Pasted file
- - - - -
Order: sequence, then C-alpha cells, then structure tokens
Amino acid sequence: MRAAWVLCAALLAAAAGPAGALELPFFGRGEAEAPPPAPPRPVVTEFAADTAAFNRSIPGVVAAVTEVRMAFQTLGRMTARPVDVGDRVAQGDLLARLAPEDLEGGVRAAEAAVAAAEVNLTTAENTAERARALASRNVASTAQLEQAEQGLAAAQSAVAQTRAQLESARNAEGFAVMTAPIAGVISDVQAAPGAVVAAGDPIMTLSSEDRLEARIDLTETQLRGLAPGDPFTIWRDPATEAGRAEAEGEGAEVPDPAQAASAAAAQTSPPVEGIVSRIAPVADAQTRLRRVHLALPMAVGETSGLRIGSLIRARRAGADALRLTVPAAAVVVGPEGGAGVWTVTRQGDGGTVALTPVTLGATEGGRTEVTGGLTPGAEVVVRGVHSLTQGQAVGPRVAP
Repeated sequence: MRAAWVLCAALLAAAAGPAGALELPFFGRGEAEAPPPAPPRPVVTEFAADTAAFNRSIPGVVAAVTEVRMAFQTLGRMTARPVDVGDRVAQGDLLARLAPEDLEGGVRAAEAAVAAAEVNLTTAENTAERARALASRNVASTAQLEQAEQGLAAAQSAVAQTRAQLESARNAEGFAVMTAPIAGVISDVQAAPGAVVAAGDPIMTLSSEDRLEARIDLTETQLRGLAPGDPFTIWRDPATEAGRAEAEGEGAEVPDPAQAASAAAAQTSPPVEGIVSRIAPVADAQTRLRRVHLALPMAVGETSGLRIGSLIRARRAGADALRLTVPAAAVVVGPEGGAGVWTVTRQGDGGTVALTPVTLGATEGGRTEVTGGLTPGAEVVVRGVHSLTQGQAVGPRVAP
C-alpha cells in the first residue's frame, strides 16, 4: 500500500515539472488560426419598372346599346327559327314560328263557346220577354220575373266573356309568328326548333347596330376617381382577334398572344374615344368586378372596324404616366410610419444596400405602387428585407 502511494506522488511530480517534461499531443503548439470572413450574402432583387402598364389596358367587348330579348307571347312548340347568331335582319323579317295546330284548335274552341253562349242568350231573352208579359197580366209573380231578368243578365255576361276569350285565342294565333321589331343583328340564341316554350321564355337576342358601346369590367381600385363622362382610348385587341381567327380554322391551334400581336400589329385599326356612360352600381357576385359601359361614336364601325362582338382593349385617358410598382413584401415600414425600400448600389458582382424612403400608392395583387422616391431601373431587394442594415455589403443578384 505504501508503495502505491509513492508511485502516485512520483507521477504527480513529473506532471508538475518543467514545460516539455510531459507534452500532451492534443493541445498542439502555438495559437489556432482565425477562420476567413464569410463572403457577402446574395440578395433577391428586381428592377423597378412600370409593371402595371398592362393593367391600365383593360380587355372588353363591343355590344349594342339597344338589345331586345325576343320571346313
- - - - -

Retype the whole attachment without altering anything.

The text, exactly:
Order: sequence, then C-alpha cells, then structure tokens
Amino acid sequence: MRAAWVLCAALLAAAAGPAGALELPFFGRGEAEAPPPAPPRPVVTEFAADTAAFNRSIPGVVAAVTEVRMAFQTLGRMTARPVDVGDRVAQGDLLARLAPEDLEGGVRAAEAAVAAAEVNLTTAENTAERARALASRNVASTAQLEQAEQGLAAAQSAVAQTRAQLESARNAEGFAVMTAPIAGVISDVQAAPGAVVAAGDPIMTLSSEDRLEARIDLTETQLRGLAPGDPFTIWRDPATEAGRAEAEGEGAEVPDPAQAASAAAAQTSPPVEGIVSRIAPVADAQTRLRRVHLALPMAVGETSGLRIGSLIRARRAGADALRLTVPAAAVVVGPEGGAGVWTVTRQGDGGTVALTPVTLGATEGGRTEVTGGLTPGAEVVVRGVHSLTQGQAVGPRVAP
Repeated sequence: MRAAWVLCAALLAAAAGPAGALELPFFGRGEAEAPPPAPPRPVVTEFAADTAAFNRSIPGVVAAVTEVRMAFQTLGRMTARPVDVGDRVAQGDLLARLAPEDLEGGVRAAEAAVAAAEVNLTTAENTAERARALASRNVASTAQLEQAEQGLAAAQSAVAQTRAQLESARNAEGFAVMTAPIAGVISDVQAAPGAVVAAGDPIMTLSSEDRLEARIDLTETQLRGLAPGDPFTIWRDPATEAGRAEAEGEGAEVPDPAQAASAAAAQTSPPVEGIVSRIAPVADAQTRLRRVHLALPMAVGETSGLRIGSLIRARRAGADALRLTVPAAAVVVGPEGGAGVWTVTRQGDGGTVALTPVTLGATEGGRTEVTGGLTPGAEVVVRGVHSLTQGQAVGPRVAP
C-alpha cells in the first residue's frame, strides 16, 4: 500500500515539472488560426419598372346599346327559327314560328263557346220577354220575373266573356309568328326548333347596330376617381382577334398572344374615344368586378372596324404616366410610419444596400405602387428585407 502511494506522488511530480517534461499531443503548439470572413450574402432583387402598364389596358367587348330579348307571347312548340347568331335582319323579317295546330284548335274552341253562349242568350231573352208579359197580366209573380231578368243578365255576361276569350285565342294565333321589331343583328340564341316554350321564355337576342358601346369590367381600385363622362382610348385587341381567327380554322391551334400581336400589329385599326356612360352600381357576385359601359361614336364601325362582338382593349385617358410598382413584401415600414425600400448600389458582382424612403400608392395583387422616391431601373431587394442594415455589403443578384 505504501508503495502505491509513492508511485502516485512520483507521477504527480513529473506532471508538475518543467514545460516539455510531459507534452500532451492534443493541445498542439502555438495559437489556432482565425477562420476567413464569410463572403457577402446574395440578395433577391428586381428592377423597378412600370409593371402595371398592362393593367391600365383593360380587355372588353363591343355590344349594342339597344338589345331586345325576343320571346313